Following up on the original comparison, we take another look to compare review of the Ridge wallet to the Aviator wallet. So what has changed? Both are slim wallets, RFID protected, money clip, coin trays and even self-maintainable.
(if you want to see all the features and how many cards and cash it can hold, please watch the video)
Has the Ridge done anything new or innovative with their wallet since their release? My question may be unfair, however, we will be exploring it in today’s review as we update our comparison between the Ridge and the Aviator Band wallets, since a number of things have changed as the two companies have made adjustments to increase their competition with each other.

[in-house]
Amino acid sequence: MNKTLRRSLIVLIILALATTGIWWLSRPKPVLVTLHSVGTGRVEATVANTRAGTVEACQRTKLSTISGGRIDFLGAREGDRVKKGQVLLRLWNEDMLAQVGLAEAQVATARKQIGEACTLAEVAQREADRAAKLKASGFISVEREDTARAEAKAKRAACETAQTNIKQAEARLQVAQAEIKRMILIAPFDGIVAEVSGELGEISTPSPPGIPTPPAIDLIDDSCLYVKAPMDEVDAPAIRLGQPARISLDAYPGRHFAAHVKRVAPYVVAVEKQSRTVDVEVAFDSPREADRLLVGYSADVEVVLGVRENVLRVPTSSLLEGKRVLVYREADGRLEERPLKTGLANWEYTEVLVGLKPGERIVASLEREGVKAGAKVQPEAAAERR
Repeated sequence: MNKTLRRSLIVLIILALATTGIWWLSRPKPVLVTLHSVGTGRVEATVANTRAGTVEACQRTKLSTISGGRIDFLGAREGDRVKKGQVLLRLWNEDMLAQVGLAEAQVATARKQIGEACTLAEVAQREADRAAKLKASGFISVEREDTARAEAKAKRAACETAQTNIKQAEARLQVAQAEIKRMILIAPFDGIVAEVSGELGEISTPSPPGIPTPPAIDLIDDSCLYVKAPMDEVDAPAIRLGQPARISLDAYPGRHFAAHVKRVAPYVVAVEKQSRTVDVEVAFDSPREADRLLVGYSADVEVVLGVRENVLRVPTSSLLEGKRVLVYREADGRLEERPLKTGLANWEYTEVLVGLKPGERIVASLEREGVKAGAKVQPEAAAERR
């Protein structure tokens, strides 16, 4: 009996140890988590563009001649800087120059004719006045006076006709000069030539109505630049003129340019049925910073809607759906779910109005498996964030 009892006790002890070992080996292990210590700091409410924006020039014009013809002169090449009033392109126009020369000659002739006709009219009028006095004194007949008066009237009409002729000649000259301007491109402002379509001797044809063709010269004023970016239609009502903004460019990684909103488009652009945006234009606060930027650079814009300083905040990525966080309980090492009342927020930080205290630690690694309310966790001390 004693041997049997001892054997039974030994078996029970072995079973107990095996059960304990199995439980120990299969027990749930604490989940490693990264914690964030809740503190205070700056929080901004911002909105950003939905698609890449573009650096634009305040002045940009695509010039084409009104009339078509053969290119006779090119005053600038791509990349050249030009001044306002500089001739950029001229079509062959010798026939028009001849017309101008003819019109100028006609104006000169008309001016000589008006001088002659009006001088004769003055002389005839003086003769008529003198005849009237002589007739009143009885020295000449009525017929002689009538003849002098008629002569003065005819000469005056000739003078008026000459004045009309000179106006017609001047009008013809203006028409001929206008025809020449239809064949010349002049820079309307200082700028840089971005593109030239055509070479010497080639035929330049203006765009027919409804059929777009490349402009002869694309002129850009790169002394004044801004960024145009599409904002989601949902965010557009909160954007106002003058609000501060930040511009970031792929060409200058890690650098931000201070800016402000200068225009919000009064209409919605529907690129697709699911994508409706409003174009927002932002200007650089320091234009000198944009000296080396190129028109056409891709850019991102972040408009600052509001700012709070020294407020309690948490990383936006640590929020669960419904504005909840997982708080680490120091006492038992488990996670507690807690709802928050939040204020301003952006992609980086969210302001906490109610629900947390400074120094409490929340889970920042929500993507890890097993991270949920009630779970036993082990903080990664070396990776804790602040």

First, we will take a look at the Aviator models. The evolution of this product line started with the original which they call the classic. This wallet has a coin tray on the flip side like the rest of their products and cards are accessed from the side, that way, the coin tray, or the cavity tray as Ridge likes to call it, does not fall out. Furthermore, it has got a money strap on the back, and a felt piece that helps grip the cash. The classic, on the other hand, has only a money clip. Last year the Slide was introduced, this pole strap greatly helps provide access to the cards. As a result, it brought modifications to the coin tray, but the capacity remains good. About a month ago, they introduced what they call the slide one, which has no thumb push. The evolution of the thumb push between the classic and the slide can be described as smaller in nature, more specific to the thumb, and directional in the classic, while the slide is not. They have other materials, such as carbon fiber, which is cool because you can get these anodized screws as part of it, or their rich aluminum selection which contains different colors, besides, you can customize them in different settings which we will talk about. They also have a titanium version, which, when fully configured, comes in at an eye-burning $765 price tag. I got a selection of several different Ridge wallets, the burning embers or the forged embers, the forced ash, the topology carbon fiber Damascus, the burnt titanium, and a couple versions of aluminum. We look at quite a variety that Ridge provides. They offer a lot of options, especially on the aluminum side, but there are no differences. All the models are the same from a functionalist perspective, all that varies is the materials, which is quite fine and I do not find anything wrong with that. They have also introduced a separate tray, a cavity tray, which is to compete with the Aviator. They introduced what they call a bottle opener, but it is a limited function tool because it has some capability for screws for measurement adjustment, which is a function that competes with Dango.